“That or at least a sailing boat of some sort. Then I spotted the body of a man lying entwined in the rigging still attached to a broken mast spar. Of course I ran over and to my surprise and relief found he was still alive. I assumed he must have been caught up in the rigging and dragged to his fate but it subsequently transpired that when the yacht started to break up, he tied himself to the spar and used it to keep himself afloat in the swell.

“I gave him a combination of mouth-to-mouth resuscitation and CPR, improvising madly as kissing bearded sailors is not something I’d had any prior experience of, and after a couple of minutes he was breathing regularly. He opened his eyes and stared straight at me. It was a look of fear... of incomprehension, as if he didn’t know where he was. And then he opened his mouth and spoke. His first few words were in Aramaic and then he switched to Greek, but it was in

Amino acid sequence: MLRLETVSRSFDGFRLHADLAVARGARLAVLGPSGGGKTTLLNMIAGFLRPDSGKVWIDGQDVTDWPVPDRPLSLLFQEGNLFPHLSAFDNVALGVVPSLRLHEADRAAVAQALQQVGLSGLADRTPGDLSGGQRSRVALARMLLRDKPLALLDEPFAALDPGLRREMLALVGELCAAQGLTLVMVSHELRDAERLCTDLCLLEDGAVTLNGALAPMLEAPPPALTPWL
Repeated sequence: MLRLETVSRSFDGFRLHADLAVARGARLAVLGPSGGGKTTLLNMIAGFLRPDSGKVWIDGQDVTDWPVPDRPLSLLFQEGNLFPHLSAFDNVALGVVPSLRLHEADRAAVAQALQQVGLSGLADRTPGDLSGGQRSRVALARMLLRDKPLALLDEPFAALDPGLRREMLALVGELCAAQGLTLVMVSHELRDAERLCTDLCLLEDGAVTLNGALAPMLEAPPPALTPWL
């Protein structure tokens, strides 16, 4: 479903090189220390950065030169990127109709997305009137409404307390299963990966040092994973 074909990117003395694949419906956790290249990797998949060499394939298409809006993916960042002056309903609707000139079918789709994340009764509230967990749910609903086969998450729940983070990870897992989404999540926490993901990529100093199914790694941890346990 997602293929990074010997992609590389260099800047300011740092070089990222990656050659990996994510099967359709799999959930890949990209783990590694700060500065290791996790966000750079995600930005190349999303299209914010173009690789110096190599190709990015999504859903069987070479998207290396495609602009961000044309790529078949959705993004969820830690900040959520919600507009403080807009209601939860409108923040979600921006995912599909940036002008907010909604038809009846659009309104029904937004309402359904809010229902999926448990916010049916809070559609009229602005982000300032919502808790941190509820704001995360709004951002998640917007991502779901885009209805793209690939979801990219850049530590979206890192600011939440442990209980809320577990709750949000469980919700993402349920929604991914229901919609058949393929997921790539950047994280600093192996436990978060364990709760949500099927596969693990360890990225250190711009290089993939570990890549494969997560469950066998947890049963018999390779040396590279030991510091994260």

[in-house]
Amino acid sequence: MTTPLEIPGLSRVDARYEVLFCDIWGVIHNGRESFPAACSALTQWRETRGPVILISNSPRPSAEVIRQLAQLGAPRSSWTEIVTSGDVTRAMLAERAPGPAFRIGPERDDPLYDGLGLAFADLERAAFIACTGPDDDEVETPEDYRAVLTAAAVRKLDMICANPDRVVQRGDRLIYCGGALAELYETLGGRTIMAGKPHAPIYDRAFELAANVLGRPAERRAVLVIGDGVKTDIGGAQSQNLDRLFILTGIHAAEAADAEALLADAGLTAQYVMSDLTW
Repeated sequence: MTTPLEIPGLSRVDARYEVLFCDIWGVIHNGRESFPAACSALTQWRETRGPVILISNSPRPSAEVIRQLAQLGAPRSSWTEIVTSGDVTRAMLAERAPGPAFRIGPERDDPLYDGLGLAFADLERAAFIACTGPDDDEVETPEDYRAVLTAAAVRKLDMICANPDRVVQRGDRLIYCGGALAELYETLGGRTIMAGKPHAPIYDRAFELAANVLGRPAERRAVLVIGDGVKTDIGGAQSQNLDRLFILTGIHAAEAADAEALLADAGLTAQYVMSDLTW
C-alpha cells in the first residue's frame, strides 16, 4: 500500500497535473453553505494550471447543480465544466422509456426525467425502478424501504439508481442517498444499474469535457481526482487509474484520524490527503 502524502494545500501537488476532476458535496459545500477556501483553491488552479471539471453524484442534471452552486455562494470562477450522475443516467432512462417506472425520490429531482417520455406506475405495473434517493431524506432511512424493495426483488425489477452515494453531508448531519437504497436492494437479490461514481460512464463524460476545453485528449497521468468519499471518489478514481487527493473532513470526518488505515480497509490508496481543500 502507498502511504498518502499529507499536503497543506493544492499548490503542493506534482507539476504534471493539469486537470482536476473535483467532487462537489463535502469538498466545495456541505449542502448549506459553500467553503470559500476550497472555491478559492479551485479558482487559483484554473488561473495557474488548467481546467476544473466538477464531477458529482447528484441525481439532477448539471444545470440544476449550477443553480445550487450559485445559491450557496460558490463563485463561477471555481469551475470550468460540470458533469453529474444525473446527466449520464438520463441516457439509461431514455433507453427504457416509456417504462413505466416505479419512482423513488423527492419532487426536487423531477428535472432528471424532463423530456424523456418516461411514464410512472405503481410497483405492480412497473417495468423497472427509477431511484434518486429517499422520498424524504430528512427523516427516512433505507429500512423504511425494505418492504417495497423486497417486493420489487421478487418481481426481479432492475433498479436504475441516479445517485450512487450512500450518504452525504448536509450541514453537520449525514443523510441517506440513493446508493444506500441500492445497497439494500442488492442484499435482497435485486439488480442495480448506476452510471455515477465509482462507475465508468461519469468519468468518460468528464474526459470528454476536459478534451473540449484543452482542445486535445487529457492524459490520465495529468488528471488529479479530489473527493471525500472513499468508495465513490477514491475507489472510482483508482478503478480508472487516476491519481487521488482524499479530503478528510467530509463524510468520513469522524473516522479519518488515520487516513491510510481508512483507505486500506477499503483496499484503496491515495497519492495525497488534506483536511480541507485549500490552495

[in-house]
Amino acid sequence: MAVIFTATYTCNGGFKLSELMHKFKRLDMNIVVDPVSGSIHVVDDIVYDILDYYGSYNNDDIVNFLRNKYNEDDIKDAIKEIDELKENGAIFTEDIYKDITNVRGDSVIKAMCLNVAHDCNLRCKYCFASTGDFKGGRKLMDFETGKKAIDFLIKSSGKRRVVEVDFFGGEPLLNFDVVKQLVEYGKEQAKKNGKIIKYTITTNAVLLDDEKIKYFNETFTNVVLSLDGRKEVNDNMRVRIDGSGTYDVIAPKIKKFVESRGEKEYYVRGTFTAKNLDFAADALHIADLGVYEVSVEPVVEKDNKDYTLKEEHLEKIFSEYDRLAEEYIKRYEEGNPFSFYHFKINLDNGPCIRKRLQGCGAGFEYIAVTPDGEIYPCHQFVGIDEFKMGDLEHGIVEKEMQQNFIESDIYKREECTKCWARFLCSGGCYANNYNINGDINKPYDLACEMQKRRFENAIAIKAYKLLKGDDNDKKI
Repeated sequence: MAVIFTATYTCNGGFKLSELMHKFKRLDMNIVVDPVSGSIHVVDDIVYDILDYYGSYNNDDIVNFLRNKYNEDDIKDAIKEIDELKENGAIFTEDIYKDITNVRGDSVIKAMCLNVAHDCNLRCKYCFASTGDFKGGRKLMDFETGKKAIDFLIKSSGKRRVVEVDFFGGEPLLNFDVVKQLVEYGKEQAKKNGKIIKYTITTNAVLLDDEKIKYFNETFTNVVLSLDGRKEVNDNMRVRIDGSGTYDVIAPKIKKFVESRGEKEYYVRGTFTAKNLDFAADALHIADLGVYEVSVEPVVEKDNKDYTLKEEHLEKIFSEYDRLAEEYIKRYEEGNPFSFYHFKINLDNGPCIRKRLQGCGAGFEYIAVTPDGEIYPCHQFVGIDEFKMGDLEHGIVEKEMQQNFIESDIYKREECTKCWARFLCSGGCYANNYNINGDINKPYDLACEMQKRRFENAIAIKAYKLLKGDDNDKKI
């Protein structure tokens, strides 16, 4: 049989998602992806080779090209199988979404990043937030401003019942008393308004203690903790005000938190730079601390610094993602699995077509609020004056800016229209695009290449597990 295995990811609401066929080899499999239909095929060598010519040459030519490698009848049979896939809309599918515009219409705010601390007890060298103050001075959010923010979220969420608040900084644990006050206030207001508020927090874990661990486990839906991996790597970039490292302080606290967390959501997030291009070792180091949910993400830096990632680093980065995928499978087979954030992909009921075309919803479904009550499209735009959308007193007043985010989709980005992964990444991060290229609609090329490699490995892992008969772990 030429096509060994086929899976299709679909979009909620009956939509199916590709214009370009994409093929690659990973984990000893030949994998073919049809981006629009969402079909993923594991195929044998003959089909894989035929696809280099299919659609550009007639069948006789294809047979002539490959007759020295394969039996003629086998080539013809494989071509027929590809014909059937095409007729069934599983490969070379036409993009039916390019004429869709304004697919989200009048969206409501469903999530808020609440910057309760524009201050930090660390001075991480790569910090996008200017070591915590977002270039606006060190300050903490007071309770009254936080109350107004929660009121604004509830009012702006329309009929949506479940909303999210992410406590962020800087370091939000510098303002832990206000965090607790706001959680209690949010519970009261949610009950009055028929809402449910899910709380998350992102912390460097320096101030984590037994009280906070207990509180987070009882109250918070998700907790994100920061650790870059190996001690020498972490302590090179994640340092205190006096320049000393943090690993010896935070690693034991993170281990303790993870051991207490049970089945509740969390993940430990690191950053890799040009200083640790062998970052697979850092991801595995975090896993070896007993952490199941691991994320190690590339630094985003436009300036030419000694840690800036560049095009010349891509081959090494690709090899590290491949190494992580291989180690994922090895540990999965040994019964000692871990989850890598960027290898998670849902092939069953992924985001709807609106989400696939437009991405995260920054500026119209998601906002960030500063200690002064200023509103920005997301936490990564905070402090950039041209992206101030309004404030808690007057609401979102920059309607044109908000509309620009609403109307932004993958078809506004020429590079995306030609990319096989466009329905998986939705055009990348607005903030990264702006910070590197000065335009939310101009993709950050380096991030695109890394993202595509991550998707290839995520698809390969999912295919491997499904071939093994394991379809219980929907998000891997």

Koine
, an archaic form of Greek rather than the modern variety.”

“You understand Aramaic? The language of the Messiah!”

“It can come in handy in my line of work, it’s the language of choice among all major league demons.”

Ursula gives me a quizzical look before asking me what the shipwrecked mariner said.

“He said, and I’ll paraphrase what was a long and rambling speech – and I admit my Aramaic is a little rusty...


I was on a galley carrying me from the Island of Patmos when a squall erupted. Then, from out of the storm-lashed waves, the Great Beast rose and bore down on our galley, its many heads twisting and writhing in anger, and shattering our oars and masts as if they were but matchwood. Our vessel began to founder and I was pitched into the roiling waters. There I grabbed onto a splintered transom for buoyancy. Then darkness overcame me and when I awoke I was wearing strange raiments, still clutching at a spar of timber but in a cold and alien ocean.’